Professor Ian Sinha
Professor Sinha is a full time NHS consultant respiratory paediatrician at Alder Hey Children’s Hospital with particular interest in asthma and neonatal lung disease and a Professor in the Division of Child Health at the University of Liverpool. In addition to respiratory paediatrics, Ian is particularly interested in the impact of social and health inequalities on child health and now is seen as a national expert describing the impact of poverty on disease and health outcomes and creating an evidence base to help understand interventions and ways of improving children’s health.
Professor Sinha has authored papers on topics including allergens and the effects on asthma, the effects of e-cigarettes and their advertising, as well as societal context papers on the effects of poverty and children’s health.
Professor Sinha played a key role in supporting the College’s recent and ongoing work on health inequalities. He provided RCPCH with a framework to consider interventions and generously continues to support this very important area of child health advocacy work at the College.
Dr Elizabeth Whittaker
Dr Liz Whittaker is senior clinical lecturer in paediatric infectious diseases and immunology. She divides her time between Imperial College London and the Department of Paediatric Infectious Diseases at St. Marys Hospital, London. She has a strong research track record and during the pandemic helped describe a novel inflammatory syndrome in children knowns as PIMS-TS (paediatric inflammatory multisystem syndrome) and was co-lead on several studies, including the CLoCK study investigating Long Covid in children.
Dr Whittaker has a strong interest in education and training, having been quality advisor to the Paediatric Allergy, Immunology and Infectious Diseases College Specialty Advisory Committee. She is now Convenor of the British Paediatric Allergy Immunity and Infection Group which is affiliated to RCPCH.
She tirelessly supported the College during the COVI pandemic as a member of our Expert Reference group and helped with multiple media requests on the huge variety of questions pertaining to CYP during the pandemic. She has since helped the College develop guidelines for acute non-A-E hepatitis and Mpox (monkeypox).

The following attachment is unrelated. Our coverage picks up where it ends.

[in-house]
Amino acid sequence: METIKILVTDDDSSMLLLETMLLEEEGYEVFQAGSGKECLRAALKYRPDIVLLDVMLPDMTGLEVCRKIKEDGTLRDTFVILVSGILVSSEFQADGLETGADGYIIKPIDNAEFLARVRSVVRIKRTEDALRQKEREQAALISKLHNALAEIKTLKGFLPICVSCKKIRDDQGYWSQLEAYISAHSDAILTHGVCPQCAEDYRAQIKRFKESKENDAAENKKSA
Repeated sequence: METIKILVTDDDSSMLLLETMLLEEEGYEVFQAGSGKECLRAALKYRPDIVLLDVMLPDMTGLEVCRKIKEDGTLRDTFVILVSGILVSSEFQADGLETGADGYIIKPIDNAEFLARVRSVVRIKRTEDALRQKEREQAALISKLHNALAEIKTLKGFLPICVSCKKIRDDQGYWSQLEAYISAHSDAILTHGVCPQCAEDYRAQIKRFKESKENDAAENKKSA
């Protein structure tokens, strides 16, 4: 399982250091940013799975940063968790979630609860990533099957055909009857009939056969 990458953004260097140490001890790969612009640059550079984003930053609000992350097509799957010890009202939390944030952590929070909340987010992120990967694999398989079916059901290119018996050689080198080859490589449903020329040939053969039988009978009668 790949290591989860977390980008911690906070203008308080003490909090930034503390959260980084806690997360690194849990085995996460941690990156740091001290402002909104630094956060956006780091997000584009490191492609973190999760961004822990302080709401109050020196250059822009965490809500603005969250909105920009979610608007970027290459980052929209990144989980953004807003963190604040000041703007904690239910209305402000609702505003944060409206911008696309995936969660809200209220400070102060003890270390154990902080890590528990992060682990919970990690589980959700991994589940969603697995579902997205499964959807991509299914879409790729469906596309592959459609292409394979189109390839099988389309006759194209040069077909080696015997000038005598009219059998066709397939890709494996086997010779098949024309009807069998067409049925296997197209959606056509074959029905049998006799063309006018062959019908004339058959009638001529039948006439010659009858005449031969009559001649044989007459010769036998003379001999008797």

Team Soft Landing - Dr Nadia Baasher and Dr Habab Easa
For the first time this year we are pleased to make a joint members award, for two of our members who have together made an outstanding contribution by co-founding the Soft Landing Project.
Soft Landing is a voluntary non-profit organisation which aims to “cushion“ the landing of international medical graduates when arriving to work in the NHS. They do this by drawing on their own experience and that of their ever growing team to run workshops and induction programmes to support international medical graduates in their transition from their country of origin to the UK.
The co- founders set out to offer the support they wished had been available when they first arrived to work in the NHS from overseas.
Dr Nadia Baasher graduated from Cairo and is from a mixed background: Irish, Yemeni and Sudanese. She is a London paediatric ST7 trainee with ambitions to become a paediatric emergency medicine consultant. She works and lives by the motto: “Kindness and tolerance are above all differences.”
Dr Habab Easa is a senior paediatric trainee in the Oxford Deanery who came from her home country, Sudan, to train in the UK. She is passionate about celebrating diversity, tackling systemic racism and differential attainment, and the wellbeing of the workforce.